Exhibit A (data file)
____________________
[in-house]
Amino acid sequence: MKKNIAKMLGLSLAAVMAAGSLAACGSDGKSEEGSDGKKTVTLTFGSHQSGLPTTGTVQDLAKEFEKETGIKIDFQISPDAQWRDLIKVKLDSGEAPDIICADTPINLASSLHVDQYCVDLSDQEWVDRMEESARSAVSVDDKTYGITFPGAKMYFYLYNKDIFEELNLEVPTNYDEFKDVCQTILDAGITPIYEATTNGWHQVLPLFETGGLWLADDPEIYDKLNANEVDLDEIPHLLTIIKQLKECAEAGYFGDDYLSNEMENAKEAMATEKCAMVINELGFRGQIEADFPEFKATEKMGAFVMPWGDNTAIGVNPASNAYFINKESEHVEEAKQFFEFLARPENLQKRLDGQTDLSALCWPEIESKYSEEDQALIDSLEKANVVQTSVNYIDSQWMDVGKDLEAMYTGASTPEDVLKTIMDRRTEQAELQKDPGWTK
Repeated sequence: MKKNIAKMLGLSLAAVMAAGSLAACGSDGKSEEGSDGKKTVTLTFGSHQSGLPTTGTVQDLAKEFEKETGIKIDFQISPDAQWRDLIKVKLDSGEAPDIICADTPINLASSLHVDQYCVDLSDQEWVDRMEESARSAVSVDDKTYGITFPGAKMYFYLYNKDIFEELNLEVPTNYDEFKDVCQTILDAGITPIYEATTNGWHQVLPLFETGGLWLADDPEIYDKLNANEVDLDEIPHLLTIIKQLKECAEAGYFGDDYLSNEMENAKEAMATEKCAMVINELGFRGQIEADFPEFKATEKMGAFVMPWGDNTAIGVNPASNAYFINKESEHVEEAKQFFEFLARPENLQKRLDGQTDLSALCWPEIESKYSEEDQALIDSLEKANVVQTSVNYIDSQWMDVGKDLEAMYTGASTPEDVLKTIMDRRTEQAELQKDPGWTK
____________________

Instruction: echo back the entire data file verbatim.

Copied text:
[in-house]
Amino acid sequence: MKKNIAKMLGLSLAAVMAAGSLAACGSDGKSEEGSDGKKTVTLTFGSHQSGLPTTGTVQDLAKEFEKETGIKIDFQISPDAQWRDLIKVKLDSGEAPDIICADTPINLASSLHVDQYCVDLSDQEWVDRMEESARSAVSVDDKTYGITFPGAKMYFYLYNKDIFEELNLEVPTNYDEFKDVCQTILDAGITPIYEATTNGWHQVLPLFETGGLWLADDPEIYDKLNANEVDLDEIPHLLTIIKQLKECAEAGYFGDDYLSNEMENAKEAMATEKCAMVINELGFRGQIEADFPEFKATEKMGAFVMPWGDNTAIGVNPASNAYFINKESEHVEEAKQFFEFLARPENLQKRLDGQTDLSALCWPEIESKYSEEDQALIDSLEKANVVQTSVNYIDSQWMDVGKDLEAMYTGASTPEDVLKTIMDRRTEQAELQKDPGWTK
Repeated sequence: MKKNIAKMLGLSLAAVMAAGSLAACGSDGKSEEGSDGKKTVTLTFGSHQSGLPTTGTVQDLAKEFEKETGIKIDFQISPDAQWRDLIKVKLDSGEAPDIICADTPINLASSLHVDQYCVDLSDQEWVDRMEESARSAVSVDDKTYGITFPGAKMYFYLYNKDIFEELNLEVPTNYDEFKDVCQTILDAGITPIYEATTNGWHQVLPLFETGGLWLADDPEIYDKLNANEVDLDEIPHLLTIIKQLKECAEAGYFGDDYLSNEMENAKEAMATEKCAMVINELGFRGQIEADFPEFKATEKMGAFVMPWGDNTAIGVNPASNAYFINKESEHVEEAKQFFEFLARPENLQKRLDGQTDLSALCWPEIESKYSEEDQALIDSLEKANVVQTSVNYIDSQWMDVGKDLEAMYTGASTPEDVLKTIMDRRTEQAELQKDPGWTK